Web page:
I don’t use slack anymore that’s true. It’s too much of a security risk so we moved to MS Teams which is functionally equivalent. But your point has basically changed to one of decreased/increased friction, which is a point I agree with situationally, but e-mail has been used in the way you describe for far longer than Slack, Teams, Cisco WebEx (or whatever they’re calling it now), or it’s other competitors have existed.

I certainly have not argued that e-mail is better. Email is the most misused technology in the corporate world, but to say it can’t do the same things that Slack does is nonsense, and to say that Slack is always better or more appropriate is also not realistic.

So yes, I’ve used Slack plenty, and I use Teams on a daily basis which does the same stuff (and more). I was actually on the team that helped evaluate Slack alternatives when it became clear we couldn’t use it anymore for security reasons. It’s great, situationally. It’s more useful if you’re geographically distributed from your colleagues. It’s convenient for some kinds of discussions, but people got the same kind of stuff done just fine with e-mail before Slack came along; it’s not a transformative technology nor is it especially novel. I’ve also been in environments that used to use MS Messenger for more or less the same purposes when it still existed.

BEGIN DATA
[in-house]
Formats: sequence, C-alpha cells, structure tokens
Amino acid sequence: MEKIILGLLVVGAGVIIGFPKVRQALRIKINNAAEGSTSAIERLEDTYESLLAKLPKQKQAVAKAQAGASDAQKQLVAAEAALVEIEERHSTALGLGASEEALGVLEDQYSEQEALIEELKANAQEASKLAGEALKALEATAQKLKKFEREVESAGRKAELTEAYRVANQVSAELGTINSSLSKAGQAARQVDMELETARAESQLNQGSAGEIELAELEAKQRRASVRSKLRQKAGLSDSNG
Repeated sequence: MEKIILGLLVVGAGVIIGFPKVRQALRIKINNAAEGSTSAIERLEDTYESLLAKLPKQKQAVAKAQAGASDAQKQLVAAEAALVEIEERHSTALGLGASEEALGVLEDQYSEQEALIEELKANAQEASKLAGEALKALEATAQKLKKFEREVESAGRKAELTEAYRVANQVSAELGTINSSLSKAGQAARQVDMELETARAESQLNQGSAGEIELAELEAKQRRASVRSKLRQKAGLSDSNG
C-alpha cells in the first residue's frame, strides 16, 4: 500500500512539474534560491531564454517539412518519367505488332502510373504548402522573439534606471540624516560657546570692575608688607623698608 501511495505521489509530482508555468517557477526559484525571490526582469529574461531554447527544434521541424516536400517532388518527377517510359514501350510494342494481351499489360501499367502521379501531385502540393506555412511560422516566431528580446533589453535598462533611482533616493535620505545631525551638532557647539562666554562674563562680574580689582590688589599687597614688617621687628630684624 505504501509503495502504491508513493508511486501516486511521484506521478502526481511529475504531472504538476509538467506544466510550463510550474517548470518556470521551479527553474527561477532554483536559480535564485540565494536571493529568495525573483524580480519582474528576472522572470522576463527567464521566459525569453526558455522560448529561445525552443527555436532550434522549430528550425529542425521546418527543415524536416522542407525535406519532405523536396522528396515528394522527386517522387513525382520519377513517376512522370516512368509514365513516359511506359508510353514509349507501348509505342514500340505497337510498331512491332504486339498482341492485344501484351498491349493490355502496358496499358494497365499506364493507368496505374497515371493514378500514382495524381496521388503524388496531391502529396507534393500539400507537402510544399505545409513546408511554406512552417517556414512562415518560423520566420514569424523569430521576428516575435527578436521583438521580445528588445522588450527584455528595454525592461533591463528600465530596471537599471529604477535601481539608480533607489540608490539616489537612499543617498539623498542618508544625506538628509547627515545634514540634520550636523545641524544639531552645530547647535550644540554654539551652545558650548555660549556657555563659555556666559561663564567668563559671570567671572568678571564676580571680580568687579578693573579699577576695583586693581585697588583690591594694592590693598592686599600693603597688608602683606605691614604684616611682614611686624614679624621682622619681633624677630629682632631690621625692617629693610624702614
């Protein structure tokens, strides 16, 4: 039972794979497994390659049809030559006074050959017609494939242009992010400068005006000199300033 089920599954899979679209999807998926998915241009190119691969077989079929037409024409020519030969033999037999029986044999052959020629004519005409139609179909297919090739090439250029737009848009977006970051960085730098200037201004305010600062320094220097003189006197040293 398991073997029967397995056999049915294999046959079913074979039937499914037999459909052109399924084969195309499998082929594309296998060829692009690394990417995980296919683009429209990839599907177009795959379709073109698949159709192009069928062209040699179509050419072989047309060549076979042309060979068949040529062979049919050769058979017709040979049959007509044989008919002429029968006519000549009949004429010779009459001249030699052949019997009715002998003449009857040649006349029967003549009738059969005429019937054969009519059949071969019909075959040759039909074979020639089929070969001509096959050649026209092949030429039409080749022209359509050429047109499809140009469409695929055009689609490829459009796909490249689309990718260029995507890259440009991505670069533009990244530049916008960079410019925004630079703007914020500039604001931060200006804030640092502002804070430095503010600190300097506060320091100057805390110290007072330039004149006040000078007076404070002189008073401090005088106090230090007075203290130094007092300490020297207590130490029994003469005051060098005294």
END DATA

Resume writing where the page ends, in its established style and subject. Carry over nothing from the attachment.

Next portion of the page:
I’m absolutely talking MS Exchange when I talk about email because that’s going to be the experience of most people in a work environment.


A quick email to all, “Thanks, Rose! I’m all set.”

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I certainly fall in the camp of being a fan of Slack. I disagree that it is the same as email. We have a small, dispersed team of 11 and we rarely use email internally anymore. We have channels by topic for some discussions, DM’s for conversations that only need to involve particular parties in our organization, and I can ping someone in Slack while on a call with a customer and get feedback in real time. Two of us work in the same office and I can be on a call and get input from my partner in realtime. We have worked hard to get our team not to use their email inbox as their to-do list and only process emails in blocks during their day, otherwise they can’t get their work done. We use Slack very effectively and add some other apps in to the program to make it even more effective.

That is exactly how email lists work. I actually miss that system and forums, whole nice, require more effort to come in and view. I am using slack for the Mastermind group but I see no real benefits to it over an email system or a forum. It just gives me one more place I have to go to keep up with stuff.